Five Factors Dentist Should Consider When Handling Hearing Impaired Patients
There is a dentist that has no idea on the American Sign Language. This is despite that there is a number of Canada and U.S residents are able to communicate in American Sign Language other still struggle with it. This website will emphasize the five factors that a dentist should consider when interacting with hearing-impaired patients.
Correct positioning. How you are placed can interact with your communication. You should confirm that you sitting or standing position is in perfect position with that of the patient. Since some patient may have a problem with one ear you need to identify that and concentrate on the ear that is active. Otherwise on the normal situation of a hearing impaired patient make sure that your mouth and face is visible to the patient. A lot of light can affect the ability of the patient to see your face hence they should be removed near them. Things like the beard, chewing or putting your hand on the face can reduce the ability of the patient to read your lips movement hence you should avoid them.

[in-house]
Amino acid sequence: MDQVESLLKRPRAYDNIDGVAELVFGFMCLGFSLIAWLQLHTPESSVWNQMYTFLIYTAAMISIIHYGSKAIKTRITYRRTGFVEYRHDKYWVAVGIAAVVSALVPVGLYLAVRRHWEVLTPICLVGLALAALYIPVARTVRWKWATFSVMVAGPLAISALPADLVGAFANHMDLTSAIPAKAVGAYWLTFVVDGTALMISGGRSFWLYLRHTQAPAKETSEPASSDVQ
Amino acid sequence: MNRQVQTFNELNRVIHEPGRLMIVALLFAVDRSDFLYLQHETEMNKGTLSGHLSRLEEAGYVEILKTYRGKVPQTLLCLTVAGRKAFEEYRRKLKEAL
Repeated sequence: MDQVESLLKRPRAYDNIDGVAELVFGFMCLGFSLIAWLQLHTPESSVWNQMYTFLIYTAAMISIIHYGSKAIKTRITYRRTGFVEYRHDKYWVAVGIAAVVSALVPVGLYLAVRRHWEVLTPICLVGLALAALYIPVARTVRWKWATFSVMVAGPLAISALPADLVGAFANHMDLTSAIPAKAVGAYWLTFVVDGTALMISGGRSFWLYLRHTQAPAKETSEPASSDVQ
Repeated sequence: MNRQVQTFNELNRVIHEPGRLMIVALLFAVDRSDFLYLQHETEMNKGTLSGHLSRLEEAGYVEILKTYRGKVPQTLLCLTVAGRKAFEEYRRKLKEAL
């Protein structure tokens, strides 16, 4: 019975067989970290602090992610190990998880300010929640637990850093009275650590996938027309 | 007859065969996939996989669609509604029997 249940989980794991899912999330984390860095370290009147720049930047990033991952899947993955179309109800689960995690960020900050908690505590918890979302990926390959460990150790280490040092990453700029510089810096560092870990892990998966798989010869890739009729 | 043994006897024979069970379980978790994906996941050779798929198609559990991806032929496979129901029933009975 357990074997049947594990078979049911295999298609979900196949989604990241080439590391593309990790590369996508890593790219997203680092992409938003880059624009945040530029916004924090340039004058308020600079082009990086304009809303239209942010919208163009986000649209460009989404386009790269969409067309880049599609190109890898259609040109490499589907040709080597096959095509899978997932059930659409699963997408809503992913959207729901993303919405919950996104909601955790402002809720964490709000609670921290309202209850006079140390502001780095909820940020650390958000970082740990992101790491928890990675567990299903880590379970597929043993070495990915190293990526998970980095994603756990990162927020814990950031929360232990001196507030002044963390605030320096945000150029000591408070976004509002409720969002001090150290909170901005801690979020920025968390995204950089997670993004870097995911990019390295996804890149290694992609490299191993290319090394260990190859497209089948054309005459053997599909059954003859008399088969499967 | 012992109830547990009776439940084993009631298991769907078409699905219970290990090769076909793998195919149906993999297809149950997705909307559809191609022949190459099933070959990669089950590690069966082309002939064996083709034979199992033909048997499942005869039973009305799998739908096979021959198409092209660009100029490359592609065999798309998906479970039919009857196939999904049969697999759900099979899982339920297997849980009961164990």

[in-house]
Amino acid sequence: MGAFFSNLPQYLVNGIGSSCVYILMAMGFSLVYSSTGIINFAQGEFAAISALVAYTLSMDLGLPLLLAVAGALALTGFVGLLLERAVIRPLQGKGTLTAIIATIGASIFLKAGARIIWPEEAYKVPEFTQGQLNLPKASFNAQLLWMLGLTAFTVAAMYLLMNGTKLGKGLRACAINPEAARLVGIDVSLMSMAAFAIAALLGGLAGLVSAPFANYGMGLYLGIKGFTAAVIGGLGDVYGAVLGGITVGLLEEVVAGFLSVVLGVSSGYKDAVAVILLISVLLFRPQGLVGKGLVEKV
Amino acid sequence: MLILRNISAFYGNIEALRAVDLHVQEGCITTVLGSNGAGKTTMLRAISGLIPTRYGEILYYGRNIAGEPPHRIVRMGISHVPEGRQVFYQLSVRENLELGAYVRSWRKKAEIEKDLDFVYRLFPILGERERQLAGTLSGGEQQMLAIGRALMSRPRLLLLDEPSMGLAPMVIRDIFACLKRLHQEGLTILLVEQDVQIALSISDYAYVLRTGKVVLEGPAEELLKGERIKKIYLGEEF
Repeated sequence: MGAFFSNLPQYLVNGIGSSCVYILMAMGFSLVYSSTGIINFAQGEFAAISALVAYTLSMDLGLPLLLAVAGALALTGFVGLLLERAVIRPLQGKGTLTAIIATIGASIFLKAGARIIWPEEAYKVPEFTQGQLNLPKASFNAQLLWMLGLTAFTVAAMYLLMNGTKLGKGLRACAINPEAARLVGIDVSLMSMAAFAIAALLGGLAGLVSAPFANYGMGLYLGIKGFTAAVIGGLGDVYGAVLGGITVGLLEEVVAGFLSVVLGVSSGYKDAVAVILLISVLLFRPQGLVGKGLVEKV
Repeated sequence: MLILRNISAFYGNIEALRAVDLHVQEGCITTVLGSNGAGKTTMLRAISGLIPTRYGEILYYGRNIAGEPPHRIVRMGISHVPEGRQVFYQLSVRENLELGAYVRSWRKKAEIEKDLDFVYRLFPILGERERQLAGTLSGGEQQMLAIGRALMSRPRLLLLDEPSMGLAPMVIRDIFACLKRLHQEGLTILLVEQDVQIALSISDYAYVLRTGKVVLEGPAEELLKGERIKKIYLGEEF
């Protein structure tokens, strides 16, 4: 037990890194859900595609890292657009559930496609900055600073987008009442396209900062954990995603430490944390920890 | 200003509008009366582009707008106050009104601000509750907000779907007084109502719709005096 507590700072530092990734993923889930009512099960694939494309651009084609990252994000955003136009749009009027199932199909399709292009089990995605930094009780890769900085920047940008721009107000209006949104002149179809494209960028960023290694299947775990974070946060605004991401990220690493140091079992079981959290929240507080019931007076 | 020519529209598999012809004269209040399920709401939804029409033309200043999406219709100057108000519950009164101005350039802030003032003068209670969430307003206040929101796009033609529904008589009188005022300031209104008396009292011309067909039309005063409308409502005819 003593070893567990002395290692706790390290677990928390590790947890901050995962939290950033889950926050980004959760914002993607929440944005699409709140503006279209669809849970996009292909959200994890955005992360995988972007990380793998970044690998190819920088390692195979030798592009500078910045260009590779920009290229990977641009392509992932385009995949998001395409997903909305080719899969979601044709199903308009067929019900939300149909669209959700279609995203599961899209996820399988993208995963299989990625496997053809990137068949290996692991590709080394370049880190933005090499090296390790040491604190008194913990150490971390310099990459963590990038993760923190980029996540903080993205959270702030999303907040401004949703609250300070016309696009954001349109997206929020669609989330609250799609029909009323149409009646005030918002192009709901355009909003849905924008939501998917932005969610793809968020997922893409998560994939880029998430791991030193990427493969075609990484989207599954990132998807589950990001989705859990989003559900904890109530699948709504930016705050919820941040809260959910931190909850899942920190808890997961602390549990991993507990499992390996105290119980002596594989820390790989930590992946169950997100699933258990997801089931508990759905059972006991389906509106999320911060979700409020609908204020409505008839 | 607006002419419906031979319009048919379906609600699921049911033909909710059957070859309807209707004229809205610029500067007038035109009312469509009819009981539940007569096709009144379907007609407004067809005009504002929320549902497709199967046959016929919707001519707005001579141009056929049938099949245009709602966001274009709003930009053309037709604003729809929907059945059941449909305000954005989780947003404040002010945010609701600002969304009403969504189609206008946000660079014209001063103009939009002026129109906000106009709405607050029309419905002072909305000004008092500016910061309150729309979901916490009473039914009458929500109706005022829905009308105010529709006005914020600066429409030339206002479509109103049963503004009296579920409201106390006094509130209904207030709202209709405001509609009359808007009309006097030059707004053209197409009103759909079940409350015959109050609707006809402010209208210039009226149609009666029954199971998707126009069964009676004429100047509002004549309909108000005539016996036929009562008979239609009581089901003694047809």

Avoid interference. It’s necessary you make the room free for your communication. You don’t have to waste your energy communicating to the hearing impaired patient and you don’t assist him/her to understand. Don ‘t do other things when you are still talking to the patient. You have to make sure that you are in the same room with the patient when you are communicating with the patient. Anytime the patient is not able to see your lips move you can be sure s/he will not grasp anything you are talking about. Also you should avoid any noise in the room even from the heating and cooling system since it’s going to affect your communications.
Communicate at your best. At any time ensure you pronounce the word as expected. This means that you mention word by word as you talk. Unnecessary mouth movement will do more harm to the patient than good if any. The good thing to do when you want to introduce a topic to the patient is to call their name. When you mention the patient’s name you make them concentrate with your topic. Long statement cannot be understood by the patients with hearing challenges.
Respect the context. Ensure you don’t use the complicated term when addressing the patient. When you have to echo the same word many times for the patient to get it doesn’t look good. Before you start narrating the patient about her /his health condition makes sure to make a good introduction to the topic. Also give the patient time to ask the question and answer them one by one.
Consider having a translator. When you are handling with many hearing impaired dental patients is good to hire a translator. S/he should ensure both parties are taken care of. At all times ensure your attention is to the patient. More information is found online.
Researched here: from this source